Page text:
To be clear, I do not think this objection is convincing as it stands. The main takeaway of the paper seems to me that it provides some common ground for constructive discussions between EAs and some of their critics, and within the EA movement. Two directions for future research strike me as particularly interesting:
- To what extent is this interpretation of the objection a steelman of what some EA critics have in mind? I’m rather skeptical that it is close to what EA critics have in mind, but it might still help make sense of some of their intuitions. For example, the focus on undertaking collective actions and contributing to existing social movements (like anti-capitalist movements) could suggest that they think there are collective actions in which the more participants there are, the more effective the contribution of the next participant will be (which amounts to positing IMR). In any case, I would be interested in hearing more from EA critics.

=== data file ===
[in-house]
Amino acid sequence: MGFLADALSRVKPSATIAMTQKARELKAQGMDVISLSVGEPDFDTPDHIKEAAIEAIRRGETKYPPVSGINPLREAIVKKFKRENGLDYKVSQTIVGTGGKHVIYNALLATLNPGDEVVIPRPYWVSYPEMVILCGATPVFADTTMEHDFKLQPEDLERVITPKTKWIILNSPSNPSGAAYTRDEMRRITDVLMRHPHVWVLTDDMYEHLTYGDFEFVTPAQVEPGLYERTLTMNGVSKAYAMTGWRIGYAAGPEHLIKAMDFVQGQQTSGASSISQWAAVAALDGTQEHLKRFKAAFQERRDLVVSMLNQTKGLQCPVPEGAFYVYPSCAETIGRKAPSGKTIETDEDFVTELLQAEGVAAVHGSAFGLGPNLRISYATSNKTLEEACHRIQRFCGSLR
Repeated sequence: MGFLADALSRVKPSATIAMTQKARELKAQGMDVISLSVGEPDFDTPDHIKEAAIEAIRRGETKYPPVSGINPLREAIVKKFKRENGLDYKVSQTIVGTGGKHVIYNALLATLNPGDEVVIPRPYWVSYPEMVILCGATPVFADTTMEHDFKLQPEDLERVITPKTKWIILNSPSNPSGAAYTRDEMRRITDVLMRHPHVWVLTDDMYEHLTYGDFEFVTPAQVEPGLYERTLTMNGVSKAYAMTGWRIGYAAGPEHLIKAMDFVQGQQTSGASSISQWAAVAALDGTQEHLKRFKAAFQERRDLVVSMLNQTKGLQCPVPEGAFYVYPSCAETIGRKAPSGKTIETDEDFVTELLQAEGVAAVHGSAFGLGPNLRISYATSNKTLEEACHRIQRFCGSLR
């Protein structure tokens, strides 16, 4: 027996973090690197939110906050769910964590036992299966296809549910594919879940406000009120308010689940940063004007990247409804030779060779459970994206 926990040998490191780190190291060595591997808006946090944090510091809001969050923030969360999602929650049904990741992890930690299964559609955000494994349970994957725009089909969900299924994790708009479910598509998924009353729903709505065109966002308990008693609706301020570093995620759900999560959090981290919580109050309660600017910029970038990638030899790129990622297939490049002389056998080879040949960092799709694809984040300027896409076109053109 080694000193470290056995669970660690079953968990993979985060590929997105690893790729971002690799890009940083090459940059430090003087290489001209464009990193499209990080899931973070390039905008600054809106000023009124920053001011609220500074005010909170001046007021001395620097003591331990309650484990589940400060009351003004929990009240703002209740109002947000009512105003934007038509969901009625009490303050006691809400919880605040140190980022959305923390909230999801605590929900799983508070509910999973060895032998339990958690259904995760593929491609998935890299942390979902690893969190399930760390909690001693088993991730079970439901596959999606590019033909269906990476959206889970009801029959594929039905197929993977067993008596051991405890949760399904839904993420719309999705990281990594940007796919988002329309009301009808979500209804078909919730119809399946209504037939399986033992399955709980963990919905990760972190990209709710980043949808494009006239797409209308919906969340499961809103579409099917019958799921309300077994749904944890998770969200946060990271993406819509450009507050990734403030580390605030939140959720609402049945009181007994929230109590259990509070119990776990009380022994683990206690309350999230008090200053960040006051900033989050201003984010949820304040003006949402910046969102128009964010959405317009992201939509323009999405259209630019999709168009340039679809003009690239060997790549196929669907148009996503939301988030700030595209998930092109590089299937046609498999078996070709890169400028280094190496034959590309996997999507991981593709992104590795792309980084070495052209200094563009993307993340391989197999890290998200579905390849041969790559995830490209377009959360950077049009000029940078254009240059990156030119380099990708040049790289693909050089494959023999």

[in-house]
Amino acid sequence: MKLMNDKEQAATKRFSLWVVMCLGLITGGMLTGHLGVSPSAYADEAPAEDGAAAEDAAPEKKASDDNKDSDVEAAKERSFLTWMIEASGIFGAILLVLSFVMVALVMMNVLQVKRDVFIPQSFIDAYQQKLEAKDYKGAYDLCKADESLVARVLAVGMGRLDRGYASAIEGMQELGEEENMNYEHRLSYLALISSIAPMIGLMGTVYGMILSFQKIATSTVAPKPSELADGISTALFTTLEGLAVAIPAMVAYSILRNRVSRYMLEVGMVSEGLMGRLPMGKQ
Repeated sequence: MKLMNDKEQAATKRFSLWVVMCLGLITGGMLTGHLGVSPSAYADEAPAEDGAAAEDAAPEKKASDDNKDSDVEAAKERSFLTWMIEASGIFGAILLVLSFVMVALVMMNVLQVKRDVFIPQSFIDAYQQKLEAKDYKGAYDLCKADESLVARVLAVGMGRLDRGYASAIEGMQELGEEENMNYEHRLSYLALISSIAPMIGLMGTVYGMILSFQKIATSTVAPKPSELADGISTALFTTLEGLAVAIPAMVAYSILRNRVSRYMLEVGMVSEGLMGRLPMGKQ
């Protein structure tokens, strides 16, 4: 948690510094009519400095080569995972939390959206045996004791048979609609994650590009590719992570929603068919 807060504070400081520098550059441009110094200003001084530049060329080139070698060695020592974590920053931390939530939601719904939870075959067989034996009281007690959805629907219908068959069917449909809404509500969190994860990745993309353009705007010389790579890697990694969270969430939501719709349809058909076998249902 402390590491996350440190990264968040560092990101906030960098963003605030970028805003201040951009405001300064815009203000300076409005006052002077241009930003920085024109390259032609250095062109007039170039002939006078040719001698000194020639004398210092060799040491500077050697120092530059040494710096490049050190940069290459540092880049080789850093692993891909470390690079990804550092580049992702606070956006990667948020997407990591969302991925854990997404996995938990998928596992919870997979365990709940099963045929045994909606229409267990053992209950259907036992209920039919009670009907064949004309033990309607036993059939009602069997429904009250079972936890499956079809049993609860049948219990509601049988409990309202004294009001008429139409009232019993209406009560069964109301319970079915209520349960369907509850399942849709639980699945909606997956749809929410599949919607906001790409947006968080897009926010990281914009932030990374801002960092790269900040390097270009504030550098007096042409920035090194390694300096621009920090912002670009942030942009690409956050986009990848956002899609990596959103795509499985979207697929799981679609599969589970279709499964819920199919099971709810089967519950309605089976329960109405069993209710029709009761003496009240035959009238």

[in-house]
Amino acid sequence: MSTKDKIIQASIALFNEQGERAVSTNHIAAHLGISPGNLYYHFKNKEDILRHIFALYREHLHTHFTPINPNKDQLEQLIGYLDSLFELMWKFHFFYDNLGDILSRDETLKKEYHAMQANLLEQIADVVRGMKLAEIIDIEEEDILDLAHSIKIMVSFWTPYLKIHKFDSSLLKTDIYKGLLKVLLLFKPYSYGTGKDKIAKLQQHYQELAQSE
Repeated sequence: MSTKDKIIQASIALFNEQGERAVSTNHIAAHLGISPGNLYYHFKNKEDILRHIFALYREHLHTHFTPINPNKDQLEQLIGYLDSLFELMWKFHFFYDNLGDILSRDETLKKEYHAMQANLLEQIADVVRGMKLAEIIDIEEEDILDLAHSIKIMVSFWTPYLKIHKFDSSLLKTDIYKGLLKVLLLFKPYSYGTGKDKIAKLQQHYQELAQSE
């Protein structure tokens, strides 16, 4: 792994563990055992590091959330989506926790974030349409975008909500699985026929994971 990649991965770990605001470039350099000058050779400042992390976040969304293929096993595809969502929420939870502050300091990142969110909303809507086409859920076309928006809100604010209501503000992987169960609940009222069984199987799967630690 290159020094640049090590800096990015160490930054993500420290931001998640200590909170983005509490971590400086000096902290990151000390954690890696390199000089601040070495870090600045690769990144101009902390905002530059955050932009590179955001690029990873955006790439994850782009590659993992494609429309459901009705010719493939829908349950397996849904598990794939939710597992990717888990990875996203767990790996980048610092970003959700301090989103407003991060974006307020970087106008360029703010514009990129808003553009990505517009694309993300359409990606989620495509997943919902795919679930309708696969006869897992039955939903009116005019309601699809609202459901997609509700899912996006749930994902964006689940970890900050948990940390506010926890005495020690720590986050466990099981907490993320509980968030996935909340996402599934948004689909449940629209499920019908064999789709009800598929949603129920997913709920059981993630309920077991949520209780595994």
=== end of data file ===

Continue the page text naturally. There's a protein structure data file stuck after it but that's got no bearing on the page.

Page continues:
- Are IMR commonly found in cause areas? This is obviously a difficult question. The objection is associated with the idea that there are IMR in some cause areas in such a way that it could be very cost-effective to invest large amounts of resources in these cause areas. If this were true, there could be a blind spot in current EA methodology, and it would be worth thinking about potential solutions. One example could be to consider different ranges of resources and rank cause areas by their expected marginal impact per [x] dollars, instead of ranking cause areas by their expected marginal impact per dollar. But if it turns out that this kind of IMR is relatively rare, the objection would be likely to fail. General considerations against IMR in cause areas have been put forward (see Cotton-Barratt’s arguments; see also the discussion on the EA forum here), and it seems plausible to assume DMR in specific domains like research. I would be interested in seeing more specific considerations bearing on other cause areas (including the cause areas EA critics are most interested in).
I would like to thank Florent Berthet, Guillaume Corlouer, Romain Destenay and Laura Green for very useful feedback on earlier versions of this post.